Professor: Brian Keeley, Ph.D.
Broad Hall, room 107
Office extension: 74235
Professor: David S.
Broad Hall, room 108
Office extension: 71648
Psychology/Philosophy 130 - Monkey Business:
Continuing Controversies in Human Evolution
Here's the most pertinent information
regarding the 'mechanics' of the course--We'll discuss additional
on the first day of class.
Class will meet on Tuesdays and
from 2:45 p.m. - 4:00 p.m
All class meetings will be held in Broad Hall, room 210.
David Moore's office hours will be on:
Tuesdays from 11:30 a.m. to 12:30 p.m.
and Wednesdays from 2:30 p.m. to 3:30 p.m.
Brian Keeley's office hours will be on:
Wednesdays from 1:00 p.m. to 3:00 p.m.,
and by appointment
And of course, both of us are happy to
make individual appointments to
talk with you at a time that's convenient for you, if you're unable to
come in during our
Ever since Darwin first posited a plausible mechanism for
evolution 150 years ago, scientists and non-scientists alike
have used his ideas to support their own concepts about the nature of
human nature. Thus, although Darwin's theory is as well supported by
empirical evidence as the best theories in any science, it remains
controversial. Considering that his
position can be very simply stated, his idea has turned out to be
remarkably complex, allowing for disagreement among scientists
about the particulars of the theory; in addition, some
non-scientists--including some remarkably powerful political and
theological lobbies--continue to resist the consensus of the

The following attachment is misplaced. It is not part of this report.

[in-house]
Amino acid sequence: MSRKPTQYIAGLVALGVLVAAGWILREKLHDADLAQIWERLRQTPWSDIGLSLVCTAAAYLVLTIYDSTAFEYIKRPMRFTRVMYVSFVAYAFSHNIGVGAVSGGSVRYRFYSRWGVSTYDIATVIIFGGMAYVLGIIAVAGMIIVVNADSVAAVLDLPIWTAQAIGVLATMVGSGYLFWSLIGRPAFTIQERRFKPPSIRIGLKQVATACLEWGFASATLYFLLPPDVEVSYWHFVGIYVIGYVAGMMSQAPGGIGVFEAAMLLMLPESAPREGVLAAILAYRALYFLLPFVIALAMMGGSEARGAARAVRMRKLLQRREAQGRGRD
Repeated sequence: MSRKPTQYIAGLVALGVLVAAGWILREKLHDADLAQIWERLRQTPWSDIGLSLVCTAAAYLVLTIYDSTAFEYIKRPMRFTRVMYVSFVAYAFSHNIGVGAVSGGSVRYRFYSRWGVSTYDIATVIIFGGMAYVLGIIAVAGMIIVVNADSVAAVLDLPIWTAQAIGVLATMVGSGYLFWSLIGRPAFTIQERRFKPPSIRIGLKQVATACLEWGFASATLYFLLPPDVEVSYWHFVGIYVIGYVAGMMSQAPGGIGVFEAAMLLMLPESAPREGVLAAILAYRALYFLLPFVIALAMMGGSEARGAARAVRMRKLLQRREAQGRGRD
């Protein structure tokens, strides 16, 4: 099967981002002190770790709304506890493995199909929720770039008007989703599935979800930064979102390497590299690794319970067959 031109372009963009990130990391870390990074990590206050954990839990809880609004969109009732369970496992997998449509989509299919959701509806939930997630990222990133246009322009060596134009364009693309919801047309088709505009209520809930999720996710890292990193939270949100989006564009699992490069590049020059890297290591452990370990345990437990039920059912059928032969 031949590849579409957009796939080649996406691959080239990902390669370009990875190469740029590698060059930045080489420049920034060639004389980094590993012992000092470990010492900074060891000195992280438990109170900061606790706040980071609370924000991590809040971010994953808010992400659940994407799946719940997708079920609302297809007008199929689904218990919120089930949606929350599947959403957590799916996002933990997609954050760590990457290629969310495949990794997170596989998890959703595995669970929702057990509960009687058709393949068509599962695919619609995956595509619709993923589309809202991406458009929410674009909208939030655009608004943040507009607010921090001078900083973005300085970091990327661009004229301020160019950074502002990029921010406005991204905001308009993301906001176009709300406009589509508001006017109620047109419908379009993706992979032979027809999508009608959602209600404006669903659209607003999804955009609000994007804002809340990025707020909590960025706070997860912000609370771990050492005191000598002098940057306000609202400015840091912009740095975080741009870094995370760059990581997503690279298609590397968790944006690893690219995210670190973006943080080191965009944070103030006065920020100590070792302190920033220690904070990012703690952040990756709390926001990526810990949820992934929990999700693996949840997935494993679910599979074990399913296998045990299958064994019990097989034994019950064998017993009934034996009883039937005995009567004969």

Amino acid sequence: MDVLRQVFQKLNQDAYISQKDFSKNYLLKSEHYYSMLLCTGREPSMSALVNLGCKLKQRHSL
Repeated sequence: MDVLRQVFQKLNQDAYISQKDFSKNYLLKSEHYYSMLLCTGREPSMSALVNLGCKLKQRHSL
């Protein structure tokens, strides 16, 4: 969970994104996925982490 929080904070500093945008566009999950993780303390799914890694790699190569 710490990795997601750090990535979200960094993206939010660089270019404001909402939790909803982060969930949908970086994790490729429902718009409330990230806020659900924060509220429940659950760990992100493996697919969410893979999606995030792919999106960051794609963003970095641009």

producing the disagreements over Creationism and 'Intelligent'
Design(ism) that continue to be discussed in the media and at
both the highest levels of our government (the White House and
Congress) and the lowest (local school boards). In class, we will
examine the history, concepts, and philosophy behind Darwin's ideas,
exploring in the process the fields of Evolutionary Psychology, Natural
History, and Primatology, among others. We will also consider the
relationship between development and evolution as we attempt to build
an understanding of Natural Selection that is free of the confused
notions that have become attached to it over the years.
This course will leave you with a relatively sophisticated
understanding of Darwin's insights about
the origin of species, as well as a feel for some of the controversies
that continue to produce debate today, in the
academy and in society at large.
The BOOKS we'll be reading from in this
Appleman, P. (Ed., 2000). Darwin: The Norton Critical Edition (3rd ed.). New York: W. W. Norton & Co. (NCE on the syllabus)
Gould, S. J. (1992). Bully for brontosaurus: Reflections on natural history. New York: W. W. Norton & Co. (BB on the syllabus)
Kitcher, P. (2007). Living with Darwin: Evolution, design, and the future of faith. New York: Oxford University Press. (LD on the syllabus)
THESE THREE BOOKS HAVE BEEN ORDERED AND SHOULD BE AVAILABLE IN THE BOOKSTORE. We will also be reading portions of other miscellaneous books and articles; copies of these readings will be made available on Pitzer's Sakai website.